2. Generally, I think feminism has created a better world (my daughters are surely freer than my sisters were), although I’ve always thought the 70s egalitarianism has confused things a bit here. Men and women are different and complementary. The woman in my view is better equipped to manage and control the “inner” circle (family, family finances, children, neighbourhood etc.) while men seem better equipped as for the “outer” circle: town, politics, war etc. This also influences men’s and women’s average curiosities, interests. It is a tendency though, and it can be modified. We actually have more and more women operating in the outer circle, and men active in the inner one.

    But whenever I talk about these 2 circles as a “tendency of the species” my women frown a lot upon me.


  3. My women would also frown upon me if I said such a thing. My comment about management and influence of our women applies to the anglos in the same social stratas, rural and working class. As for the upper classes women seem more aloof and social oriented.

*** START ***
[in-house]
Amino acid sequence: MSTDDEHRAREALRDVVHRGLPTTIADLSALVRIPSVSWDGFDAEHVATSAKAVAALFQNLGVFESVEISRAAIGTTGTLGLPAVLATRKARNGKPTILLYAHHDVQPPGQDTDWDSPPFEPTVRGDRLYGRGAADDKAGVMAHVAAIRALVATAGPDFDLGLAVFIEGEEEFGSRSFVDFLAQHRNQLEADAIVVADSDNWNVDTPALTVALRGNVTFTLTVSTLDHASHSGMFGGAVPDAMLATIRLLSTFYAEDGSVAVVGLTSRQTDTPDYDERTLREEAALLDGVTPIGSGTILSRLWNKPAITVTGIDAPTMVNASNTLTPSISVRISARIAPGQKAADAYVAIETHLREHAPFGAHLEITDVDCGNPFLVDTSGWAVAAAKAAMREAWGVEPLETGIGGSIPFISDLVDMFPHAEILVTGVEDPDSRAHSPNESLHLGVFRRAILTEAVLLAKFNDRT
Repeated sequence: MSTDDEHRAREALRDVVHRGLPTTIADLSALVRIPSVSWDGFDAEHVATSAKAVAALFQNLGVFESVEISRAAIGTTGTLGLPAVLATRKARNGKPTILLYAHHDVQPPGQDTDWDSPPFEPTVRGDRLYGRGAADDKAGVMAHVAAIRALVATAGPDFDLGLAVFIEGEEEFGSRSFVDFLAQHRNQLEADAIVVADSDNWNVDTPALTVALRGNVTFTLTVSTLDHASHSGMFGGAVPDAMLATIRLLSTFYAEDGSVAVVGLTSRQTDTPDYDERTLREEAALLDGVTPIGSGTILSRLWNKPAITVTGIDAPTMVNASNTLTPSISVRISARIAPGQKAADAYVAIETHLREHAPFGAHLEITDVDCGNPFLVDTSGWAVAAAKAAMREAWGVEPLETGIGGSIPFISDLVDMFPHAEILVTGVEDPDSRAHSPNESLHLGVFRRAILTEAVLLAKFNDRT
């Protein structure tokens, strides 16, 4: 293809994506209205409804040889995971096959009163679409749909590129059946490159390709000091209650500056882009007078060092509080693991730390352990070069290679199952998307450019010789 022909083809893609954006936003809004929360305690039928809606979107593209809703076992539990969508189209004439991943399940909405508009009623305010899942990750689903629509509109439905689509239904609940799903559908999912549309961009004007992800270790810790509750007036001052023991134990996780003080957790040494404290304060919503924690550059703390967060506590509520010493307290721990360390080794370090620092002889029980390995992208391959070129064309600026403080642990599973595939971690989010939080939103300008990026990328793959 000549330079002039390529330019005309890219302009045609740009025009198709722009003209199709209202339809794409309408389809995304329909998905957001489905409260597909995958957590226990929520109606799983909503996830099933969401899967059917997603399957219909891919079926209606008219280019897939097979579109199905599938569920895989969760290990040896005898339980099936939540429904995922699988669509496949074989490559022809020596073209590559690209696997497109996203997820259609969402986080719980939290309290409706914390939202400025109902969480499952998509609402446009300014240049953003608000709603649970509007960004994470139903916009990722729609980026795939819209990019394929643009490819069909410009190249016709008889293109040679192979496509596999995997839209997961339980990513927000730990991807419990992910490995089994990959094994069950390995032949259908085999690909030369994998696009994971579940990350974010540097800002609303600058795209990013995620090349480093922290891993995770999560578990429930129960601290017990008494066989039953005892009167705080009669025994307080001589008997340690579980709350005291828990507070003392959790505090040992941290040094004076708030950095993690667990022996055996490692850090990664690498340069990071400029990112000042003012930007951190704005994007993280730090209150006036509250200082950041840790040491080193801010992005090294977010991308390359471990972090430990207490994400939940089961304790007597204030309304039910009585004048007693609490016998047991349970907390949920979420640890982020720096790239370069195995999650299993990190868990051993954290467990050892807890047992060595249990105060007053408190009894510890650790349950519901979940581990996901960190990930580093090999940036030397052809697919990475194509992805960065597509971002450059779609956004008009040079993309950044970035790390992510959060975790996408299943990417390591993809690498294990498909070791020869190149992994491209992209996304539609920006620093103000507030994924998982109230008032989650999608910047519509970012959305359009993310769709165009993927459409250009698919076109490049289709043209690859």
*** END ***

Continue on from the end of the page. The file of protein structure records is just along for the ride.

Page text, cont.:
It is a bit different amongst recent muslim and asian immigrants but the sons and daughters get on board very fast creating major family conflicts.


  4. @Paul
    So the Canadian Anglos and Latins do not differ as for the strong role of the woman in the family. And participation of women to wider social matters increases according to class and instruction. Not very different from here. As for Asia I understand what you mean. Many male and female Indian commenters have complained at my blog that women in India are not considered much and are in a state of more or less submission. This is less and less true in the cities, where the young Indian women are fighting and gaining much power and getting ‘on board’ too, as you say. Nita, Reema, Poonam Sharma etc. are very militant. In some Muslim countries though the submission of women may be hard, though I am convinced that in many Muslim families the role of the woman is very strong nonetheless. The woman is the woman, no matter where she lives.